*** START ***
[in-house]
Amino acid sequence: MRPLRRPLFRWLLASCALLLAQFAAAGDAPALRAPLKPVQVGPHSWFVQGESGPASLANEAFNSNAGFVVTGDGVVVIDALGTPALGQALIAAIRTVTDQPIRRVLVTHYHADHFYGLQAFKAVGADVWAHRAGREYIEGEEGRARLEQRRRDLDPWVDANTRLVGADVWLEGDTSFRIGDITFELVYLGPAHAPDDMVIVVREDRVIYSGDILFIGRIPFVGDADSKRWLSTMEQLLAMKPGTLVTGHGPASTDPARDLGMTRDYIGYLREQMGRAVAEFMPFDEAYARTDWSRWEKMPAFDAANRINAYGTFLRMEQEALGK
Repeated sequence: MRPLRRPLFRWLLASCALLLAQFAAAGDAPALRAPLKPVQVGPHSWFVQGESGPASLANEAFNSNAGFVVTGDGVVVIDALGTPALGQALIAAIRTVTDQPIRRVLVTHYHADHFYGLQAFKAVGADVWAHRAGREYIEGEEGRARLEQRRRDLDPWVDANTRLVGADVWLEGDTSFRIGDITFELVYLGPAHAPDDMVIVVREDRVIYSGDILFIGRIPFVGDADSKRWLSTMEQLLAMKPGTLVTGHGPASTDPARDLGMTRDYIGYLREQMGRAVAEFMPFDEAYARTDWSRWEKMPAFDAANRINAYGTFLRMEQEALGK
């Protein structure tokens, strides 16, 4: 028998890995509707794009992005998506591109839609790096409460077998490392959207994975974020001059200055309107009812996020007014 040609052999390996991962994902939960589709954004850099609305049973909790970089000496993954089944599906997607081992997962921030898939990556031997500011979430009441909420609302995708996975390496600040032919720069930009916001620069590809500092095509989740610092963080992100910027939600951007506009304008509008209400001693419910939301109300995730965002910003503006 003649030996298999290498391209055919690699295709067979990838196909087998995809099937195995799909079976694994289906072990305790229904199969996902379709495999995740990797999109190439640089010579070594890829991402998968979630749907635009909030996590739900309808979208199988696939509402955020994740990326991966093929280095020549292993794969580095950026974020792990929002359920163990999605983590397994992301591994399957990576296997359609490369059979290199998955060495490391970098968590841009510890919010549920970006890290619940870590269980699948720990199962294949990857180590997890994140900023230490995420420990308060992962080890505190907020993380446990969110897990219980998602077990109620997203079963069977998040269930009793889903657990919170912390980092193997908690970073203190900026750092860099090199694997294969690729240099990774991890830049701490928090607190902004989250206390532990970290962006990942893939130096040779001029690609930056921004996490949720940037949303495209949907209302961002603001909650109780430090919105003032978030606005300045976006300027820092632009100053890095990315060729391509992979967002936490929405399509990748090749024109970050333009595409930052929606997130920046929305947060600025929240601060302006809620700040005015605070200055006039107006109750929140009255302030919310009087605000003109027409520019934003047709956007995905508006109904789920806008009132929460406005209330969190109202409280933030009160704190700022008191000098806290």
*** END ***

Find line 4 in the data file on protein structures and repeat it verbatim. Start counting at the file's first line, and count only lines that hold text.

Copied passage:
């Protein structure tokens, strides 16, 4: 028998890995509707794009992005998506591109839609790096409460077998490392959207994975974020001059200055309107009812996020007014 040609052999390996991962994902939960589709954004850099609305049973909790970089000496993954089944599906997607081992997962921030898939990556031997500011979430009441909420609302995708996975390496600040032919720069930009916001620069590809500092095509989740610092963080992100910027939600951007506009304008509008209400001693419910939301109300995730965002910003503006 003649030996298999290498391209055919690699295709067979990838196909087998995809099937195995799909079976694994289906072990305790229904199969996902379709495999995740990797999109190439640089010579070594890829991402998968979630749907635009909030996590739900309808979208199988696939509402955020994740990326991966093929280095020549292993794969580095950026974020792990929002359920163990999605983590397994992301591994399957990576296997359609490369059979290199998955060495490391970098968590841009510890919010549920970006890290619940870590269980699948720990199962294949990857180590997890994140900023230490995420420990308060992962080890505190907020993380446990969110897990219980998602077990109620997203079963069977998040269930009793889903657990919170912390980092193997908690970073203190900026750092860099090199694997294969690729240099990774991890830049701490928090607190902004989250206390532990970290962006990942893939130096040779001029690609930056921004996490949720940037949303495209949907209302961002603001909650109780430090919105003032978030606005300045976006300027820092632009100053890095990315060729391509992979967002936490929405399509990748090749024109970050333009595409930052929606997130920046929305947060600025929240601060302006809620700040005015605070200055006039107006109750929140009255302030919310009087605000003109027409520019934003047709956007995905508006109904789920806008009132929460406005209330969190109202409280933030009160704190700022008191000098806290």